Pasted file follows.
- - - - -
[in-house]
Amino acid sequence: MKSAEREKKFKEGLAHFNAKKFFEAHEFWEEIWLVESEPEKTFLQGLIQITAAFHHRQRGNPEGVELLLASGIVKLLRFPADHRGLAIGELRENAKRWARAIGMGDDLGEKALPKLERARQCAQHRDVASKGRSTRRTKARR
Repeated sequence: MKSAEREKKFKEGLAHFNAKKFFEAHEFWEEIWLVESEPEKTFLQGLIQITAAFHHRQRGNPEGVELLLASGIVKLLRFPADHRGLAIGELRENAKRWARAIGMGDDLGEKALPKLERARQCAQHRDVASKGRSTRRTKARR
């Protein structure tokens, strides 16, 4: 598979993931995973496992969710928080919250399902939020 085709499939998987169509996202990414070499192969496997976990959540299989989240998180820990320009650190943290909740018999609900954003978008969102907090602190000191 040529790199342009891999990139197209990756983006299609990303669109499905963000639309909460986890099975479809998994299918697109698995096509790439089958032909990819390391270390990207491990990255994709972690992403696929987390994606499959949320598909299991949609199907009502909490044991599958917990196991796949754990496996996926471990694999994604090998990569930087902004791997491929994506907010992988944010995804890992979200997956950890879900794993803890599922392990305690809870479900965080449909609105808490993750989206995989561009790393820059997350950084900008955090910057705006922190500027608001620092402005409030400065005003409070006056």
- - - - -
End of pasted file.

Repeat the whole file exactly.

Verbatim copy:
[in-house]
Amino acid sequence: MKSAEREKKFKEGLAHFNAKKFFEAHEFWEEIWLVESEPEKTFLQGLIQITAAFHHRQRGNPEGVELLLASGIVKLLRFPADHRGLAIGELRENAKRWARAIGMGDDLGEKALPKLERARQCAQHRDVASKGRSTRRTKARR
Repeated sequence: MKSAEREKKFKEGLAHFNAKKFFEAHEFWEEIWLVESEPEKTFLQGLIQITAAFHHRQRGNPEGVELLLASGIVKLLRFPADHRGLAIGELRENAKRWARAIGMGDDLGEKALPKLERARQCAQHRDVASKGRSTRRTKARR
């Protein structure tokens, strides 16, 4: 598979993931995973496992969710928080919250399902939020 085709499939998987169509996202990414070499192969496997976990959540299989989240998180820990320009650190943290909740018999609900954003978008969102907090602190000191 040529790199342009891999990139197209990756983006299609990303669109499905963000639309909460986890099975479809998994299918697109698995096509790439089958032909990819390391270390990207491990990255994709972690992403696929987390994606499959949320598909299991949609199907009502909490044991599958917990196991796949754990496996996926471990694999994604090998990569930087902004791997491929994506907010992988944010995804890992979200997956950890879900794993803890599922392990305690809870479900965080449909609105808490993750989206995989561009790393820059997350950084900008955090910057705006922190500027608001620092402005409030400065005003409070006056």